Recently, Parth Mittal, Utsav Rohilla, and Hanit Banga brought glory to IIIT Delhi by securing rank one in ACM ICPC Regionals, and thereafter, representing India in the World Finals. Harsh Manocha (Class of 2016) had envisioned a team from IIIT Delhi to achieve this goal by 2019 rightly so; the team members’ talent and dedication put them on the global charts.
With little introduction needed, FooBar, IIIT Delhi’s Programming Club, has progressed exponentially since its conception in 2013. Maintaining its stature as one of the toughest clubs in IIIT to get into, the club began with the aim of promoting programming culture in the campus. It was unfurled on January 22, 2013 with an initial agenda involving weekly sessions and monthly competitions for the members of the club — something the club has stayed true to even today. The agenda also promised support for ACM ICPC, which has been an yearly phenomena for the club — evolving bright, inquisitive students into coding champions through focussed effort pooled in by all the members.
Pre FooBar, there was an active mailing list with Dr. Debajyoti Bera, Assistant Professor at IIIT Delhi, sending across problems for interested students to solve and discuss. The campus also had a special post in the Student Council called ‘Technical Secretary’, who would be responsible for organizing coding competitions.
“[As the Technical Secretary], I and my team realised the need of a structured, more vigorous coding culture in the institute. This is how Byld and FooBar were born. In fact they were two factions of the same people who wanted a stronger programming culture,” said Utkarsh Gupta (Class of 2015), who was one of the forerunners of the club. The club, he explained, was the brainchild of careful thought and early experimentation. Once the blueprint was ready, the club instantly garnered an approval from Dr. Pankaj Jalote, former Director of IIIT Delhi, and secured server space to host multiple softwares to check programming competitions and to maintain a backup of archived questions. The club’s first co-ordinators included Deepankar Aggarwal (Class of 2014), currently a software engineer at Facebook; Maneet Singh (Class of 2015), currently a Ph.D. student at Image Analysis and Biometrics (IAB) Lab; Amol Verma (Class of 2014); Sampoorna Biswas (Class of 2014), currently a software developer at Clir; Harsh Manocha (Class of 2016), currently a software engineer at Google; and Kshitiz Bakshi (Class of 2014), currently a computer scientist at Adobe.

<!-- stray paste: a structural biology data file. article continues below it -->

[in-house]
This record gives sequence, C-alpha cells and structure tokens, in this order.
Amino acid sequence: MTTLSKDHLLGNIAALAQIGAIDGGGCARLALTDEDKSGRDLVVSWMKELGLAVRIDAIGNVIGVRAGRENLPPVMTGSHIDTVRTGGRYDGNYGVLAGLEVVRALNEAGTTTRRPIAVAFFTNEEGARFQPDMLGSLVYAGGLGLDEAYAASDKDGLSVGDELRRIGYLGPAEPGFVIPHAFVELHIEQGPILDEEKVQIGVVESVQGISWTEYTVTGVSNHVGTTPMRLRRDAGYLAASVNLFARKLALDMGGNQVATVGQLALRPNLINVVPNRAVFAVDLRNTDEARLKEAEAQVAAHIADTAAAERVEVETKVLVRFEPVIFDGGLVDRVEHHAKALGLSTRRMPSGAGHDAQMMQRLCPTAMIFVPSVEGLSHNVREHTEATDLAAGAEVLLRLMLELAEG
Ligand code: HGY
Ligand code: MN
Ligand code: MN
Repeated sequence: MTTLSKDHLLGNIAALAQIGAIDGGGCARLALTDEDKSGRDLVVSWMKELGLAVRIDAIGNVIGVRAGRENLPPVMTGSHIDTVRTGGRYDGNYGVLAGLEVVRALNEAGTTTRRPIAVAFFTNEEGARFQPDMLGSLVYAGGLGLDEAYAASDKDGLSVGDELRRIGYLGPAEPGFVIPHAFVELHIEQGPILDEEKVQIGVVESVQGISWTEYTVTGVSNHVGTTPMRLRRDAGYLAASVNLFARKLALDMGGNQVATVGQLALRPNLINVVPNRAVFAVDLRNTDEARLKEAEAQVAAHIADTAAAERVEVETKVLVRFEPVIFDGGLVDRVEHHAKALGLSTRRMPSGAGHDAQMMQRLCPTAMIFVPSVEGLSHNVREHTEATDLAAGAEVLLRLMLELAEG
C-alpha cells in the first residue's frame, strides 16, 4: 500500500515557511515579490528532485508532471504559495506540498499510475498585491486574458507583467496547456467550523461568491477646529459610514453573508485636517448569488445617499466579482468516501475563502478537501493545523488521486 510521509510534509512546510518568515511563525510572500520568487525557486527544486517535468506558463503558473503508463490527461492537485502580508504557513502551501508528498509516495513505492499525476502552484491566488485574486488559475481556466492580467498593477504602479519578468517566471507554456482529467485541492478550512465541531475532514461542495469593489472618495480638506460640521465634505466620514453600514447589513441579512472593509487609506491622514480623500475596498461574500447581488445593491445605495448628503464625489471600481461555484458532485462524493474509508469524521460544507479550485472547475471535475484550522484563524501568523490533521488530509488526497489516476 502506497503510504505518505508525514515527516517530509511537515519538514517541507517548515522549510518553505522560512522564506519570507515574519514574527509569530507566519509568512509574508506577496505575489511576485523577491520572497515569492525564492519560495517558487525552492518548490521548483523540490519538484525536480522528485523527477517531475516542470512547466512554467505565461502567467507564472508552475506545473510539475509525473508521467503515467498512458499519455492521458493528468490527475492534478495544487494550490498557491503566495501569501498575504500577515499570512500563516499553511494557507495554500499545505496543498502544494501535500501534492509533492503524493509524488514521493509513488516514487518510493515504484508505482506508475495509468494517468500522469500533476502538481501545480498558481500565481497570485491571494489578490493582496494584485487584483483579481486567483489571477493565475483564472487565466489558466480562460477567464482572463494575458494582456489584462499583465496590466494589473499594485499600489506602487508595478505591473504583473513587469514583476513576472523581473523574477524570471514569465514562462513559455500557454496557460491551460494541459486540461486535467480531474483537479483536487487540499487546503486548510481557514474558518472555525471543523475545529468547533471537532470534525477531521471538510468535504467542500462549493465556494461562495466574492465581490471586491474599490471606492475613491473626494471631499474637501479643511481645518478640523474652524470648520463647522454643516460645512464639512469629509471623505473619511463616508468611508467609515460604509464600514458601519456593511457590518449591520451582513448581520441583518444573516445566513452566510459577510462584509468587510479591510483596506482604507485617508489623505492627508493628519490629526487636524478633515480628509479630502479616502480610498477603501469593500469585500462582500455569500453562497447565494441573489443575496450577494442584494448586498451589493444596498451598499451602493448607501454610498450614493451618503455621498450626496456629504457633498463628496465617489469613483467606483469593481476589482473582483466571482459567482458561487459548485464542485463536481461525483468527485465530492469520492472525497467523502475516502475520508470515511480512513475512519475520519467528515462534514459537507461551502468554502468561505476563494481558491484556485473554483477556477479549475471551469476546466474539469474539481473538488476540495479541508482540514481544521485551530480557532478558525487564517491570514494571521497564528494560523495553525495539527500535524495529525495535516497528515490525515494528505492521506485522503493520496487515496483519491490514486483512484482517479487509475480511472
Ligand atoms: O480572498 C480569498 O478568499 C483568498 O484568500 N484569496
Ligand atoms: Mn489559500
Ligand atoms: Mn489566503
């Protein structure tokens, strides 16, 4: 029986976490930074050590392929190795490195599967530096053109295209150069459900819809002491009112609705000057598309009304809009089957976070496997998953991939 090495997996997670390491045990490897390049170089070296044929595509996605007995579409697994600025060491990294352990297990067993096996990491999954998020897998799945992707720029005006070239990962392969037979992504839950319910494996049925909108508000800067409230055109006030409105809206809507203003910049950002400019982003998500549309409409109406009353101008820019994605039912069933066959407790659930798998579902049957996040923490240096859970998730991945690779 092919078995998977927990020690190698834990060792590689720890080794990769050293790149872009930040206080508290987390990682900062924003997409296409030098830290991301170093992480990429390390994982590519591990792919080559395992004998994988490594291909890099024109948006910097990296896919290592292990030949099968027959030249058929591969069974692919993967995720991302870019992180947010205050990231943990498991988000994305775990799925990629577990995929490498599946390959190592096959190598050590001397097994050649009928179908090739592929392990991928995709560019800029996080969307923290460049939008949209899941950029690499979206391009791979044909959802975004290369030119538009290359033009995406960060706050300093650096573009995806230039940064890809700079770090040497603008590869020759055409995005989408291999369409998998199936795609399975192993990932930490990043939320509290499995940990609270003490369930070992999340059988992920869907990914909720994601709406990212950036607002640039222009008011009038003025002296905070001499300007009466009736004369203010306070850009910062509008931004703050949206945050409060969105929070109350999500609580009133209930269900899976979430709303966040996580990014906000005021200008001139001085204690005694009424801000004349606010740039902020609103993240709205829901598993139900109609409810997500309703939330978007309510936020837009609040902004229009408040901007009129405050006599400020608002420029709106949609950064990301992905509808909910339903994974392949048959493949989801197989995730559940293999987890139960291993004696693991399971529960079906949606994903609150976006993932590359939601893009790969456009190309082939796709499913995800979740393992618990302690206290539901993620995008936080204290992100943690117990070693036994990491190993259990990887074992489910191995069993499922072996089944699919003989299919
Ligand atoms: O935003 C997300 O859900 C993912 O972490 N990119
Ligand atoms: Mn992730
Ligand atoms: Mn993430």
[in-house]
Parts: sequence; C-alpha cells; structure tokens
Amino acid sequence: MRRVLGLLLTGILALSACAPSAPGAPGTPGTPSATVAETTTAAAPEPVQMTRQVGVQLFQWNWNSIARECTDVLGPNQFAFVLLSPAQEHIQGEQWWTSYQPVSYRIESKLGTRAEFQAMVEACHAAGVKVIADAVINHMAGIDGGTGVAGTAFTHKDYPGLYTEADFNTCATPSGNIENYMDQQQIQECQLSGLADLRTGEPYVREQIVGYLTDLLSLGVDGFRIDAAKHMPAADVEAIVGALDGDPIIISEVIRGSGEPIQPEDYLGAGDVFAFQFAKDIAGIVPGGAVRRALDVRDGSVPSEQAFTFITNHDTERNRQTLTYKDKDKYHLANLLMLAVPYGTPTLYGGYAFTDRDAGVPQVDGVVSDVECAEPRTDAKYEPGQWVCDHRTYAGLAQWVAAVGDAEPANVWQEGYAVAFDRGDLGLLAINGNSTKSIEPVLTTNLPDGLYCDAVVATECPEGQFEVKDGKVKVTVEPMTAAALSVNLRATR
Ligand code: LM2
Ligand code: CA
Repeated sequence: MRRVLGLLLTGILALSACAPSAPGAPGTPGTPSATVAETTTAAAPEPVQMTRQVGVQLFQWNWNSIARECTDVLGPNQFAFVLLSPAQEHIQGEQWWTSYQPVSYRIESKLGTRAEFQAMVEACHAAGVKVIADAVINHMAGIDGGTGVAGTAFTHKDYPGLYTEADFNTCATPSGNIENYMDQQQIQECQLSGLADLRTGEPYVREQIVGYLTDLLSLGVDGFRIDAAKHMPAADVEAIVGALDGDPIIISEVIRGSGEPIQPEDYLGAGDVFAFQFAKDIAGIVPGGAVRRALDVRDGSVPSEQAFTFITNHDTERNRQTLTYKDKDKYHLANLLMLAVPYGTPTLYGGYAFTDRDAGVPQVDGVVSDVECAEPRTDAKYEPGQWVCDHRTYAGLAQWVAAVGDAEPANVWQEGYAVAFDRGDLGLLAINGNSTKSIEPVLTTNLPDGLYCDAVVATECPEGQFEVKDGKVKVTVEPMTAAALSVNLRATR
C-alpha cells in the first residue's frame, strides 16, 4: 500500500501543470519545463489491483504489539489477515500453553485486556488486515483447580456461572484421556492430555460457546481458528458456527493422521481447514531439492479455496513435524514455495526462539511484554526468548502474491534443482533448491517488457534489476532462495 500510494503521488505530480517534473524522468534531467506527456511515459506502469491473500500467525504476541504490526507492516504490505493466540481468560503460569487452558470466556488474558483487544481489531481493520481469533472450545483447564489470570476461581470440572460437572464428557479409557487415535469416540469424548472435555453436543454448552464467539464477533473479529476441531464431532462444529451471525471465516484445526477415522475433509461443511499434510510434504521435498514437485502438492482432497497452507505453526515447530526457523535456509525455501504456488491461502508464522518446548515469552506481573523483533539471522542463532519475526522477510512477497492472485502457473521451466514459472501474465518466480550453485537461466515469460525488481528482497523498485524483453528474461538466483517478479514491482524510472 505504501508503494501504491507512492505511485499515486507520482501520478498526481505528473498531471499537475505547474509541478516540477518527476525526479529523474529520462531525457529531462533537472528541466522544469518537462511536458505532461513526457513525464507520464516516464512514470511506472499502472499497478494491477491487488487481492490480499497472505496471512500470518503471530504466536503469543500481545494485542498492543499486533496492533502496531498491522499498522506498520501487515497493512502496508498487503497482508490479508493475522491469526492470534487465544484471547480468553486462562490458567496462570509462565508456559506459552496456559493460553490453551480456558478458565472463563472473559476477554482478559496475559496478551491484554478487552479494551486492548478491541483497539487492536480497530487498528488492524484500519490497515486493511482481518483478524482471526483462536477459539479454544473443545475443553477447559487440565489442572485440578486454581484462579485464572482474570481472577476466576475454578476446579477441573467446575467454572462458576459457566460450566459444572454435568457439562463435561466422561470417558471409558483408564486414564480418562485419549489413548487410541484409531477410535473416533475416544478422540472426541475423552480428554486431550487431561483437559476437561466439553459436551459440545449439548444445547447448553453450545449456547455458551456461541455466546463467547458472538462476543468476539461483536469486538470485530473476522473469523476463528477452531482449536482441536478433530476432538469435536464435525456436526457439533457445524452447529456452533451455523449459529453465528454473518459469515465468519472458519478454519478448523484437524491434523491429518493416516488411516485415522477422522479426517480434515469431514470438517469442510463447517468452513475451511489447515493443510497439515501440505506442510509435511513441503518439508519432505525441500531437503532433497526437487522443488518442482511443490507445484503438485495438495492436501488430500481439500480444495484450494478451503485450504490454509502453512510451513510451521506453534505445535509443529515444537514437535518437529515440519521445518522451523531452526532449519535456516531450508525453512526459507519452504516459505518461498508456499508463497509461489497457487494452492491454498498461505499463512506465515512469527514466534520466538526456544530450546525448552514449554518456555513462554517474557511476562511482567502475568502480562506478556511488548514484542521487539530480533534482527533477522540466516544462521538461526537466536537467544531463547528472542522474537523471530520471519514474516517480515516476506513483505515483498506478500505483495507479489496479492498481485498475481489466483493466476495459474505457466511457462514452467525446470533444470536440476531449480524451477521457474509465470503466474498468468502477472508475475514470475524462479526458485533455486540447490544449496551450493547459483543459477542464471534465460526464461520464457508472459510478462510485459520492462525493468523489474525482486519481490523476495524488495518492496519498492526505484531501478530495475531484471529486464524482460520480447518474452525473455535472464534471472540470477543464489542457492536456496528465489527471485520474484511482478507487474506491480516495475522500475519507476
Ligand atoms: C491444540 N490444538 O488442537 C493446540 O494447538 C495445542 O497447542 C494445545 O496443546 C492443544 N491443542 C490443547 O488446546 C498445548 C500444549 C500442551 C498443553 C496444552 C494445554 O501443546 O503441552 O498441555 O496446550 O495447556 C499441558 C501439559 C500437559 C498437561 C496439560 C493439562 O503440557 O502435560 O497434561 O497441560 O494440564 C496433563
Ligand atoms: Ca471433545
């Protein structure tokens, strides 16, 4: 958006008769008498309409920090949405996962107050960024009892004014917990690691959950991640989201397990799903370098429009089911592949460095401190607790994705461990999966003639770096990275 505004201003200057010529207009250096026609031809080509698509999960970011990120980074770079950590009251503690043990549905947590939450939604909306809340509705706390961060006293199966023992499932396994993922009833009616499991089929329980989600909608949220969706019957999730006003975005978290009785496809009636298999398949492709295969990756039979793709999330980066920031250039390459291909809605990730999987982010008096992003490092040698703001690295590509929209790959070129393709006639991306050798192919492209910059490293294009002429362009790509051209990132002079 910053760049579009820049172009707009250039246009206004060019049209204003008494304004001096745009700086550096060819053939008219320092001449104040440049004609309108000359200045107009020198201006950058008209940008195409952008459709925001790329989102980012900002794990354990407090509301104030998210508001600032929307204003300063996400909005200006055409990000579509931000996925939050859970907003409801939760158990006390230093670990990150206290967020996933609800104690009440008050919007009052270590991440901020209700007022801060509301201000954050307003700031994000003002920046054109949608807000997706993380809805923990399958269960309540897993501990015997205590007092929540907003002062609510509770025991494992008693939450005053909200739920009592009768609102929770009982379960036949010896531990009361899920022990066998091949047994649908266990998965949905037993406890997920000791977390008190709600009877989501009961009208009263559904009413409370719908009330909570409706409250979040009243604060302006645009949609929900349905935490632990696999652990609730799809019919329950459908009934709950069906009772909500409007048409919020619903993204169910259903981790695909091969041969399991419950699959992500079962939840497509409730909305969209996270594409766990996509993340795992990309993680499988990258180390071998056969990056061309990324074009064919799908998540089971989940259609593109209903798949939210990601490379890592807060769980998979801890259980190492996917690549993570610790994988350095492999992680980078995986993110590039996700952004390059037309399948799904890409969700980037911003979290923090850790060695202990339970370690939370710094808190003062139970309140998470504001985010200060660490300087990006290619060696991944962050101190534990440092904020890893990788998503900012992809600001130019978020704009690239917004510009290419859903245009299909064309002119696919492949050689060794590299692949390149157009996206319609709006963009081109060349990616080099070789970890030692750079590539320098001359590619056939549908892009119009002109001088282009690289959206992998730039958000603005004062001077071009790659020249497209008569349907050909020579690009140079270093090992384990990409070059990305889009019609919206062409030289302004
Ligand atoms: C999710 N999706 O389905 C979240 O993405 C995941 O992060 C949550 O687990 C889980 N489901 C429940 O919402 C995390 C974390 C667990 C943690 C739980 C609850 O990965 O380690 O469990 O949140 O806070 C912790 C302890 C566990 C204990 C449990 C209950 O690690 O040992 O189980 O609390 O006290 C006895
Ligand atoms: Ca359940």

Stepping into competitive coding can be daunting task for a novice, so when the founders kick-started the club, their own academic and professional backgrounds in engineering and tech guided its structure. CodeClasses are focussed on strengthening both theoretical fundamentals and facilitate ease of translation to code. In order to provide a fully hands-on experience for, their pedagogy falls on a few fundamentals — being engaging, involving teamwork and of course, having lots of fun in the process. The club promotes multi-directional learning, where all members contribute to share their own strengths with everyone else, aiming to elevate others to the same level of comprehension as their own. The primary incentive is learning. This is perhaps one reason why, even though having a tight circle of only 39 current members, the club is one of the most active in the institute.
Why Coding Matters